Australia is finally set to change the story of endo: and it is people who live with endo who have led the charge!
An estimated 1 in 10 women and folk who have a uterus also have endo. It’s a condition where tissue similar to the uterus lining grows outside the uterus. It causes pain, fatigue and in some cases also affects fertility.
The folks who live with endo often tell you a story with a theme: crippling pain during periods that made it hard to go to work, school or just do their lives combined with a long, long road to getting diagnosed.
Many people with endo share stories of being dismissed by health professionals, of feeling alone and like they’re the only one and of that patriarchal classic; having their pain written off as normal.
For a long time, there’s been a real lack of awareness about endometriosis on the part of doctors, workplaces, the general public and people who live with the condition.
But all that is changing. And it’s people with endo that are really calling the shots.
Activism gets results.
Activism has helped to raise awareness of endometriosis in Australia, leading to big moves on the part of government, increased funding for research and better access to treatments.
Progress was finally made in 2018. After extensive organising and lobbying by lived experience advocates and their allies the National Action Plan on Endometriosis was developed. This is a huge deal.
Advocates have been trying to get action on endometriosis at a federal level since at least the 1980s and this plan is aimed at improving awareness in the general community and getting the clinical support that’s needed. As a result, the Federal Government recently announced funding for more than 20 Endometriosis and Pelvic Pain Clinics around Australia.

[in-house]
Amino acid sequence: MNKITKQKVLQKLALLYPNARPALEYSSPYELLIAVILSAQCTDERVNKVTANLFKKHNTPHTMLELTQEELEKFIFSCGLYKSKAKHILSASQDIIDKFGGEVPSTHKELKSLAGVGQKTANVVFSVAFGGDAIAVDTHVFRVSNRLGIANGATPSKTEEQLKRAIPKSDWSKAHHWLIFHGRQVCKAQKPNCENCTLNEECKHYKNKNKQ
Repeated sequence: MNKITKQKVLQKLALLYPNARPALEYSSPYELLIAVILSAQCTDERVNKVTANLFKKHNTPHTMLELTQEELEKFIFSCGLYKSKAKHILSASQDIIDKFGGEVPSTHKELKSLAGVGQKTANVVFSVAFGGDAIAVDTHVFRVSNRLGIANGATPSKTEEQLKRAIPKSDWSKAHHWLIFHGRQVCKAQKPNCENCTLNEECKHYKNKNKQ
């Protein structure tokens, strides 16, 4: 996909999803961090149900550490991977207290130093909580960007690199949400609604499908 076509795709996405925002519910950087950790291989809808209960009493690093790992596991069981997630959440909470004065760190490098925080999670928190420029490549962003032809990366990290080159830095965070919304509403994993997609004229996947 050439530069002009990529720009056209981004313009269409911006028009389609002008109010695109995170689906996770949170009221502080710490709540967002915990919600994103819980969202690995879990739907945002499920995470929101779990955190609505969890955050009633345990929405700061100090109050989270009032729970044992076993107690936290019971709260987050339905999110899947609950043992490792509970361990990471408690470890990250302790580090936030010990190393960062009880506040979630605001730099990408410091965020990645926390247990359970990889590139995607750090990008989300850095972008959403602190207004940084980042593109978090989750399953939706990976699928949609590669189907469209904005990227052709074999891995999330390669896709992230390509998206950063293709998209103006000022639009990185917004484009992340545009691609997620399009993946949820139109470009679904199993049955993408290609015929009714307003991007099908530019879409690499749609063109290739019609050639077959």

And Tassie has one too! Our very own Family Planning Tasmania has received funding so stay tuned for more details on that.
Beyond this, activist groups like EndoActive continue campaigning to have endometriosis recognised as a disability. If they’re successful it may mean that endo sufferers could access disability benefits and other forms of support. Given the crippling effects of endo, activists think they have a strong case.
Endo in the workplace is also being addressed. The Endo@Work initiative is a partnership between Endometriosis Australia and academics at the Health Research Institute. They’re exploring what it is that people living with endo need in their workplaces and making recommendations for employers based on what people living with endo know works.
Stories change the world as well as the storyteller
The incredible organising and determination of endometriosis advocates and campaigners shows that, collectively, our stories can make big change in the world! But are there other benefits to telling your story?
Endometriosis campaigner and lived experience advocate, Sylvia Freedman told The Guardian newspaper recently that telling her story of endo actually helped her feel more empowered, stronger and like she was taking back control.
“I was really sick but the effect it was having and the power I started to feel through sharing my story, I felt like I was sort of reclaiming endo as my own and it wasn’t owning me anymore,” she said. “That was really pivotal to me feeling physically better.”1
Telling your story, connecting with others, and demanding change collectively: It gets results and can support changing your personal story to one of strength and resilience.